U.S. Supreme Court Bank of Washington v. Arkansas, 61 U.S. 20 How. 530 530 (1857)
Bank of Washington v. Arkansas
1 U.S. (20 How.) 530
ERROR TO THE SUPREME COURT
OF THE STATE OF ARKANSAS
A bill in chancery, purporting to be a cross-bill, filed under the same law of Arkansas which was mentioned in the preceding case of Holford's Administrator v. Arkansas, comes under the decision in that case, and must be dismissed for want of jurisdiction in this Court.
The case is stated in the opinion of the Court.
MR. CHIEF JUSTICE TANEY delivered the opinion of the Court.
This is a bill in equity, brought in the Chancery Court of the State of Arkansas to recover the money due on or which had arisen from certain bonds issued by the state to which the complainants claimed to be entitled. The bill is drawn out very much at length, and states particularly the bonds and contracts on which the complainants are proceeding, and also certain laws and acts of the state which the bill alleges impaired the obligation of these contracts and were forbidden by the Constitution of the United States.
It is unnecessary, however, to state at large the contents of the bill, or the particular contracts and bonds to which it refers, because the decision of the state court dismissing the bill has no relation to the validity of these contracts or to the rights and obligations which they created. The bill was dismissed by the state court upon the same ground with the common law actions above mentioned, and the appeal to this Court must be disposed of upon the principles upon which we have dismissed the writs of error.
The bill was filed in November, 1854, and in February, 1855, the attorney for the state moved the court to dismiss it unless the bonds upon which the complainants were proceeding were forthwith filed according to the provisions of the act of December, 1854. The complainants put in written objections to the motion, and finally refused to file the bonds. The court overruled the objections as insufficient and dismissed the bill.
The complainants call their bill a cross-bill. The bill filed by the state and which gave rise to this is not set forth in full in the transcript. The appellants in their bill refer to it, and state that it was filed by the state for itself and in behalf of all the creditors of the Real Estate Bank, and that it claims for the state a right to share with other creditors of the bank in certain assets of the bank in the hands of trustees, although the bonds issued by the state, which furnished the capital for the bank, had not been paid, and many of these bonds were held by the appellants, who were creditors of the bank as well as of the state.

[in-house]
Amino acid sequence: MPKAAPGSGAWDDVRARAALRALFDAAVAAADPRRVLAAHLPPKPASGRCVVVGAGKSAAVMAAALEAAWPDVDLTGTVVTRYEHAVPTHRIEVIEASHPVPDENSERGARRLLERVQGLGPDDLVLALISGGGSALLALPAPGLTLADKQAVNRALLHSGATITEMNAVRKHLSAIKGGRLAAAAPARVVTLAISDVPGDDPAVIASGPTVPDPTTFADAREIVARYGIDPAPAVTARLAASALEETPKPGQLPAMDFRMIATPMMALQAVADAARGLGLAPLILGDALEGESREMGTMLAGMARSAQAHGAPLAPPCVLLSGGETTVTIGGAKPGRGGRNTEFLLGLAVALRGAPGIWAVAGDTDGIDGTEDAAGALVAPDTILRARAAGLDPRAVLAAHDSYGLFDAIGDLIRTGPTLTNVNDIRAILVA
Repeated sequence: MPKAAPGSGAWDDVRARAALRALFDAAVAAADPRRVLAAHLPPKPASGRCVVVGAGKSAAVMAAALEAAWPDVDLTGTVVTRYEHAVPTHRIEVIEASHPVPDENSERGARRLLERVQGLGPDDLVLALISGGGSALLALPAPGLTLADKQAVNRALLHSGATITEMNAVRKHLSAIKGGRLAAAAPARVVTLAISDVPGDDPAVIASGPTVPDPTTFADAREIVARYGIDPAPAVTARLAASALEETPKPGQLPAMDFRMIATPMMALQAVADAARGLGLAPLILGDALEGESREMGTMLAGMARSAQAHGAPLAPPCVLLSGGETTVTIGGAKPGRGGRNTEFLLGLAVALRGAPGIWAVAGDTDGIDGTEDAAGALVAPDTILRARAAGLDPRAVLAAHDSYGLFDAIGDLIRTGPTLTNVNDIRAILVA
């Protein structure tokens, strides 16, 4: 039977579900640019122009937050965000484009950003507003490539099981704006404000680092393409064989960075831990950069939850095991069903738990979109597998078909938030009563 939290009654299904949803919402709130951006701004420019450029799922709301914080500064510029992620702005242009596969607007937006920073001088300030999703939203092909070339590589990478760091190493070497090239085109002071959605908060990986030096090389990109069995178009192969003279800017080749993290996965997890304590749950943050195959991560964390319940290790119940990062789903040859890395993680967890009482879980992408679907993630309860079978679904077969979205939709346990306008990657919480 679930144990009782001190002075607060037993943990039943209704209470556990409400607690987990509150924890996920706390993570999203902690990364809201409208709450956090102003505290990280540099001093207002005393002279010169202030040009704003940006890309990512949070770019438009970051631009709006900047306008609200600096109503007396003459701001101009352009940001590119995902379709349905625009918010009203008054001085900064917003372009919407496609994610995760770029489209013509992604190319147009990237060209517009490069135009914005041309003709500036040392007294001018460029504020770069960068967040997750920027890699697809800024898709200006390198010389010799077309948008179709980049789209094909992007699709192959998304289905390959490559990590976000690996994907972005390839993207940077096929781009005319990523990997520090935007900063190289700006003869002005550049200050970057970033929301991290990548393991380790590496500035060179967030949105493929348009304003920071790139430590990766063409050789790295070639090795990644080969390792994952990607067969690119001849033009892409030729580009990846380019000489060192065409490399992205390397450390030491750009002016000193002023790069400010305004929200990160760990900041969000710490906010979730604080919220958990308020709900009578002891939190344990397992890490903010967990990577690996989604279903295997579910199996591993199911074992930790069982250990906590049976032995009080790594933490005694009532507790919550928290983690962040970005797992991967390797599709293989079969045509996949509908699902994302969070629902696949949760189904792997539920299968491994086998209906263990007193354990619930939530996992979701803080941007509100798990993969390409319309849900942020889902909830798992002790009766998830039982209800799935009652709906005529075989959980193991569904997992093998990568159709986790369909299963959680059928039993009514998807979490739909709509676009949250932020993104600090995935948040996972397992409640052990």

But this is not a cross-bill in the chancery sense of the words; the complainants, according to their own statement, were not defendants in the suit brought by the state. They cannot, therefore, file a cross-bill, nor be regarded as defending themselves in that form of proceeding against the suit of the state. Their bill is evidently a suit against the state and others, to enforce the payment of money due on certain contracts made by the state, and the state is made a party defendant in the suit. And for the reasons assigned in the aforegoing cases at common law, the judgment of the state court dismissing the bill is not open to revision here. Like the cases at common law, it was dismissed by the state court for want of jurisdiction to proceed further after the passage of the act of December, 1854.
The appellants have not sought to come in under the bill filed by the state for itself and all the creditors of the Real Estate Bank and to share with the state the assets in the hands of the trustees, who are assignees of the bank. Nor indeed could they do so upon the allegations made in their bill, for they do not claim a common interest with the state in the fund they are pursuing, but an adverse interest, and deny the right of the state to share in it, and could not, therefore, come in and associate themselves as complainants with the state in its creditor's bill when they denied that the state was a creditor of the fund.
The laws and proceedings on the part of the state may have operated harshly and unjustly upon the appellants. But it is not the province of this Court to decide that question. Those who deal in the bonds and obligations of a sovereign state are aware that they must rely altogether on the sense of justice and good faith of the state, and that the judiciary of the state cannot interfere to enforce these contracts without the consent of the state, and the courts of the United States are expressly prohibited from exercising such a jurisdiction.
The case must be dismissed for want of jurisdiction in this Court, and the case of
Bank of Washington et al. against the State of Arkansas and the Bank of Arkansas,
being confessedly an original bill, must be disposed of in like manner.